Results

Canonical Wnt3A acts synergistically on BMP-9-induced osteogenic differentiation of MSCs

Although the exact mechanisms remain to be fully delineated, both Wnt and BMP signalling pathways are shown to regulate the proliferation and differentiation processes of MSCs [7]. As shown in Fig. 1A, overexpression of either canonical Wnt3A or BMP-9 was shown to effectively induce ALP activity in mesenchymal C3H10T1/2 cells. We previously demonstrated that, among the 14 types of BMPs, BMP-9 is one of the most osteogenic BMPs, and yet is one of the least studied [5, 6, 12, 13, 27, 60]. Through microarray expression profiling, we demonstrated that Wnt3A and BMP-9 regulate a set of mutual target genes, such as CTGF/CCN2, in MSCs [6, 16, 17]. Nonetheless, it is conceivable that a distinct set of downstream mediators is required for either Wnt3A or BMP-9 induced osteogenic differentiation. As shown in Fig. 1B and C, a detailed time-course experiment revealed that Wnt3A induced a stronger and earlier ALP activity than that of BMP-9. At day 3, Wnt3A-induced ALP activity is approximately threefold the ALP activity of BMP-9. Wnt3A induced ALP activity peaked at day 6 (Fig. 1B), whereas BMP-9-induced ALP activity peaked at day 8 (Fig. 1C). Wnt3A was shown to enhance BMP-9-induced ALP activity (Fig. 1D), or vice versa (Fig. 1E), although the synergistic effects decreased significantly at late time-points (i.e. day 10). These results suggest that there may be crosstalk between the two pathways.

Figure 1.

Synergistic effect of canonical Wnt and BMP-9 on osteogenic differentiation of mesenchymal stem cells (MSCs). (A) Early osteogenic marker alkaline phosphatase (ALP) is induced by Wnt3A or BMP-9. MSC line C3H10T1/2 cells were infected with a comparable titre of AdWnt3A, AdBMP-9 or AdGFP control (not shown). ALP activity was detected histochemically at the indicated time-points. (B) and (C) Time-course comparison between Wnt3A and BMP-9-induced ALP activity in MSCs. C3H10T1/2 cells were infected with a comparable titre (MOI = 30 pfu/cell) of AdWnt3A, AdBMP-9 or AdGFP control (not shown). ALP activity was quantitatively assessed using a colorimetric assay (see ‘Materials and methods’) at the indicated time-points. The dotted lines indicate the same level of relative ALP activity. (D) and (E) Synergistic effects between Wnt3A and BMP-9 on osteogenic differentiation in MSCs. C3H10T1/2 cells were infected with AdBMP-9 or AdGFP (MOI = 10 pfu/cell) and various concentrations of Wnt3A conditioned medium (D), or infected with AdWnt3A or AdGFP (MOI = 10 pfu/cell) and various concentrations of BMP-9 conditioned medium (E). ALP activities were quantitatively assessed at the indicated time-points. Data are present as mean ± S.D. All ALP assays were carried out in triplicate, and confirmed in at least two independent experiments.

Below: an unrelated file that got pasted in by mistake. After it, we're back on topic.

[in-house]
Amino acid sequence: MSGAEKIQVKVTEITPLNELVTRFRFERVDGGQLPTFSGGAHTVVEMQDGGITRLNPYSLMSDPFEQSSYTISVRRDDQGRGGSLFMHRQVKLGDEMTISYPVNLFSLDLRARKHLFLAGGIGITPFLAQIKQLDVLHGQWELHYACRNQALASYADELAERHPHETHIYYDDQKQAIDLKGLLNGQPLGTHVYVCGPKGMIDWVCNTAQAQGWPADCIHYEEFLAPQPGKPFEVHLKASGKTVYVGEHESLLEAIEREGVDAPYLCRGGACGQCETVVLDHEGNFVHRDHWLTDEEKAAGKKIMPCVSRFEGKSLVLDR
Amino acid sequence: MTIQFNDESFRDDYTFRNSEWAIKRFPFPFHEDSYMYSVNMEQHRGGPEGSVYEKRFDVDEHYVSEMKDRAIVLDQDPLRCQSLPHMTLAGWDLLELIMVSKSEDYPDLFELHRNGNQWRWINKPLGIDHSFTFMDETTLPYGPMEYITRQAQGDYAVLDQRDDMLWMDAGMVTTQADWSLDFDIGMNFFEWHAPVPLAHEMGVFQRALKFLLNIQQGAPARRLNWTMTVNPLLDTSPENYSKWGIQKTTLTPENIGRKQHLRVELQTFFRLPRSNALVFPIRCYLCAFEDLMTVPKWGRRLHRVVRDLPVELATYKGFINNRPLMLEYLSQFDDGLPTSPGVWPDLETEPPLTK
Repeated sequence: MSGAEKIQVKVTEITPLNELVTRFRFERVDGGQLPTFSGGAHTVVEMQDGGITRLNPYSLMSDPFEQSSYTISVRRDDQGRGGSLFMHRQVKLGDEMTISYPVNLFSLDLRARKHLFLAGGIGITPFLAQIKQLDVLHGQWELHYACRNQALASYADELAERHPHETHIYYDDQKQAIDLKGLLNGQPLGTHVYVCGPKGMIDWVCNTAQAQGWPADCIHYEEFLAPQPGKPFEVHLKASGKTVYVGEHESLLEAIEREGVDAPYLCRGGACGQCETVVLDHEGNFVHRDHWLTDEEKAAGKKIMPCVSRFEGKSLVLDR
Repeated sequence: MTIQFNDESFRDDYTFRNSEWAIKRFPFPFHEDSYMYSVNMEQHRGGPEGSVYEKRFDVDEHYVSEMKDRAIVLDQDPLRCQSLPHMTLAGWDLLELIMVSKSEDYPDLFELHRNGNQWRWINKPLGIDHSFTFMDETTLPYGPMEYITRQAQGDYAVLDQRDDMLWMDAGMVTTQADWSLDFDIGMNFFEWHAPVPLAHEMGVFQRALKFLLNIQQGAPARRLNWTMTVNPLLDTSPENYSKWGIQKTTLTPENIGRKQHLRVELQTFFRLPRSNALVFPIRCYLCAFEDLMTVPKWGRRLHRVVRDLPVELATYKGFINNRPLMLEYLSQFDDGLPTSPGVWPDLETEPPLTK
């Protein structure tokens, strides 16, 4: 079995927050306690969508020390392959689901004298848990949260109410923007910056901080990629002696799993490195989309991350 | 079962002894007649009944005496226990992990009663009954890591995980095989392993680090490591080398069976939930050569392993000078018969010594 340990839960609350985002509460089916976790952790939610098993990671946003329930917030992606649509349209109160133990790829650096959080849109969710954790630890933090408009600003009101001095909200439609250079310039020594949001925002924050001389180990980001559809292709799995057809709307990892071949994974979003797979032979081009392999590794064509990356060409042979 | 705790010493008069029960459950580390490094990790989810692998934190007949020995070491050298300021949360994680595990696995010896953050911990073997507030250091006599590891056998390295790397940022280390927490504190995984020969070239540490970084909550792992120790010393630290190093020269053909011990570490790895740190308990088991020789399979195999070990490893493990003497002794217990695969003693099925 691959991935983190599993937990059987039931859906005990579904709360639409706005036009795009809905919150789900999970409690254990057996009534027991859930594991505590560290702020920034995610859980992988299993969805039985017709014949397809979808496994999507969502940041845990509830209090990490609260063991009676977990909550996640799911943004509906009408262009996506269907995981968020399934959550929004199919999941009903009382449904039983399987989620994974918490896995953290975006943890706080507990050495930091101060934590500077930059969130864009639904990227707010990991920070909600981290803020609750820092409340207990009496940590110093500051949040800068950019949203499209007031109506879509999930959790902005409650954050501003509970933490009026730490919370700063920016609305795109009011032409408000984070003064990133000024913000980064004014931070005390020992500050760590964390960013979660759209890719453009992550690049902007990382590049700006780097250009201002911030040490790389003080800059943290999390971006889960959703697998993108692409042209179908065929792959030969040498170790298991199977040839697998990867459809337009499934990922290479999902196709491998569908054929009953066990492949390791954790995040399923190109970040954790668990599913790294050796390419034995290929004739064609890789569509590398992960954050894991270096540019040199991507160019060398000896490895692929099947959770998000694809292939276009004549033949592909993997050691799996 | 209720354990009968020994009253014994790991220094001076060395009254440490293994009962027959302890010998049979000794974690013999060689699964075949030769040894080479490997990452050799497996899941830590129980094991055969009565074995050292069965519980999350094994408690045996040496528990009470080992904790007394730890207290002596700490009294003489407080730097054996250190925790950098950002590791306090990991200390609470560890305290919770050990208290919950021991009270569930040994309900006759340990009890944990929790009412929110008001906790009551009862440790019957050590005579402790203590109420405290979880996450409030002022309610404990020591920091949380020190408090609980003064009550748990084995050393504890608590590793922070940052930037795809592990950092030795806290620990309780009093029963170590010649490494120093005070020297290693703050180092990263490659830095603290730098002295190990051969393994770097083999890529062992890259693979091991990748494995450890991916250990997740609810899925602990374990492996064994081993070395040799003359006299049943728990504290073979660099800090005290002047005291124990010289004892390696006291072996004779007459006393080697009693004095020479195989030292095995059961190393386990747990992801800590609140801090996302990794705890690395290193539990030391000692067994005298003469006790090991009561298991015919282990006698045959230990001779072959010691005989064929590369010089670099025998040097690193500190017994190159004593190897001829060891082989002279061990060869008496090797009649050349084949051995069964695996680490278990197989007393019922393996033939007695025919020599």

FrzB (and DKK1, to a lesser extent) inhibits BMP-9-induced osteogenic differentiation of MSCs and MEFs

We sought to determine the effects of Wnt signalling inhibitors on BMP-9-induced osteogenic differentiation. To effectively introduce Wnt antagonists FrzB and DKK1 into MSCs, we previously constructed recombinant adenoviral vectors expressing FrzB or DKK1, along with the expression of a GFP marker [6, 16, 17]. We also constructed two adenoviral vectors that express the extracellular domains of human LRP-5 and LRP-6, namely sLRP-5 and sLRP-6, respectively, along with the expression of a RFP marker. The four adenoviral vectors were shown to effectively transduce C3H10T1/2 progenitor cells (Fig. 2A, left panel), and resulted in an apparent decrease of Wnt3A-induced β-catenin accumulation in C3H10T1/2 cells (Fig. 2A, right panel). Furthermore, overexpression of the four inhibitors was shown to inhibit the Wnt3A-induced β-catenin/Tcf4 reporter activity in a dose-dependent manner (Fig. 2B). These results demonstrated that adenovirus-mediated expression of DKK1, FrzB, sLRP-5 or sLRP-6 effectively inhibits canonical Wnt/β-catenin activity.